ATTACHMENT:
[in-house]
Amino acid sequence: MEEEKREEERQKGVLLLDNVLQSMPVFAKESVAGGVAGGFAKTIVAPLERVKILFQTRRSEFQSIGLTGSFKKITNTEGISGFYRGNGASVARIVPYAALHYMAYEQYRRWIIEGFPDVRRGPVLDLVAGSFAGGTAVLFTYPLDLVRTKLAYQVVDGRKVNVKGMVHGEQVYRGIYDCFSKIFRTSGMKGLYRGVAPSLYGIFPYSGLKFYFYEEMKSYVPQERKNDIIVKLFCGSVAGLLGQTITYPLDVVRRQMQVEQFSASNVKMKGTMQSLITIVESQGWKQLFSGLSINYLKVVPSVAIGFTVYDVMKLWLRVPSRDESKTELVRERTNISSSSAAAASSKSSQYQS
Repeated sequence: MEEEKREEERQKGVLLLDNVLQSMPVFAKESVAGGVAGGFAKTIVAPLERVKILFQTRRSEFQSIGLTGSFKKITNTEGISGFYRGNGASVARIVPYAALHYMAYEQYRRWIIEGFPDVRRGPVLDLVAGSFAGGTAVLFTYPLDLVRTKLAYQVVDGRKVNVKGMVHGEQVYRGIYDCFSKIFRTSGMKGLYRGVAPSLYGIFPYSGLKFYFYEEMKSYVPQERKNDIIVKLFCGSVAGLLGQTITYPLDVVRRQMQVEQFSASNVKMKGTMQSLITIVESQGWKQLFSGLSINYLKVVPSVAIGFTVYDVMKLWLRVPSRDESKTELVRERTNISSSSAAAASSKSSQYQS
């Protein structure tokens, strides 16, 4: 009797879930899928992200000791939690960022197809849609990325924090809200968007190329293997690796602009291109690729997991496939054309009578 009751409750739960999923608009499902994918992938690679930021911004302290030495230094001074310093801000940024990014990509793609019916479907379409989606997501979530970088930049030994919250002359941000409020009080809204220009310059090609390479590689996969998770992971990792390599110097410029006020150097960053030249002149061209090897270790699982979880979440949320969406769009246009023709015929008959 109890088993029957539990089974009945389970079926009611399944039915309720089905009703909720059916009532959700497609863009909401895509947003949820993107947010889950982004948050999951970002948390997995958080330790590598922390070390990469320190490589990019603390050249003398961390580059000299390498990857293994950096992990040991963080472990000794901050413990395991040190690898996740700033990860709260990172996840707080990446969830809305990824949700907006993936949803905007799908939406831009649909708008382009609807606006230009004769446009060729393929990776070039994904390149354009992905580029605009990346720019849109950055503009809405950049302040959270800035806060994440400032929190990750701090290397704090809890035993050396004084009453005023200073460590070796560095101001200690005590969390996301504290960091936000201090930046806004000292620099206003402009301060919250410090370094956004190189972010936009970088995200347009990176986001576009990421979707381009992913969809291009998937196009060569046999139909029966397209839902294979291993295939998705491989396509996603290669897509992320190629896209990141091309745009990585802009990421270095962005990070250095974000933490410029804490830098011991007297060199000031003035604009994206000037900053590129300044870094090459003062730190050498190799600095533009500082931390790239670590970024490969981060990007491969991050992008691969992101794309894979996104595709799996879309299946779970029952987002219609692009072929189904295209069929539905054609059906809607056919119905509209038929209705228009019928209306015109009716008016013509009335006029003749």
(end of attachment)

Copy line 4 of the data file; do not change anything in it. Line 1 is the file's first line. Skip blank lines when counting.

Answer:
């Protein structure tokens, strides 16, 4: 009797879930899928992200000791939690960022197809849609990325924090809200968007190329293997690796602009291109690729997991496939054309009578 009751409750739960999923608009499902994918992938690679930021911004302290030495230094001074310093801000940024990014990509793609019916479907379409989606997501979530970088930049030994919250002359941000409020009080809204220009310059090609390479590689996969998770992971990792390599110097410029006020150097960053030249002149061209090897270790699982979880979440949320969406769009246009023709015929008959 109890088993029957539990089974009945389970079926009611399944039915309720089905009703909720059916009532959700497609863009909401895509947003949820993107947010889950982004948050999951970002948390997995958080330790590598922390070390990469320190490589990019603390050249003398961390580059000299390498990857293994950096992990040991963080472990000794901050413990395991040190690898996740700033990860709260990172996840707080990446969830809305990824949700907006993936949803905007799908939406831009649909708008382009609807606006230009004769446009060729393929990776070039994904390149354009992905580029605009990346720019849109950055503009809405950049302040959270800035806060994440400032929190990750701090290397704090809890035993050396004084009453005023200073460590070796560095101001200690005590969390996301504290960091936000201090930046806004000292620099206003402009301060919250410090370094956004190189972010936009970088995200347009990176986001576009990421979707381009992913969809291009998937196009060569046999139909029966397209839902294979291993295939998705491989396509996603290669897509992320190629896209990141091309745009990585802009990421270095962005990070250095974000933490410029804490830098011991007297060199000031003035604009994206000037900053590129300044870094090459003062730190050498190799600095533009500082931390790239670590970024490969981060990007491969991050992008691969992101794309894979996104595709799996879309299946779970029952987002219609692009072929189904295209069929539905054609059906809607056919119905509209038929209705228009019928209306015109009716008016013509009335006029003749």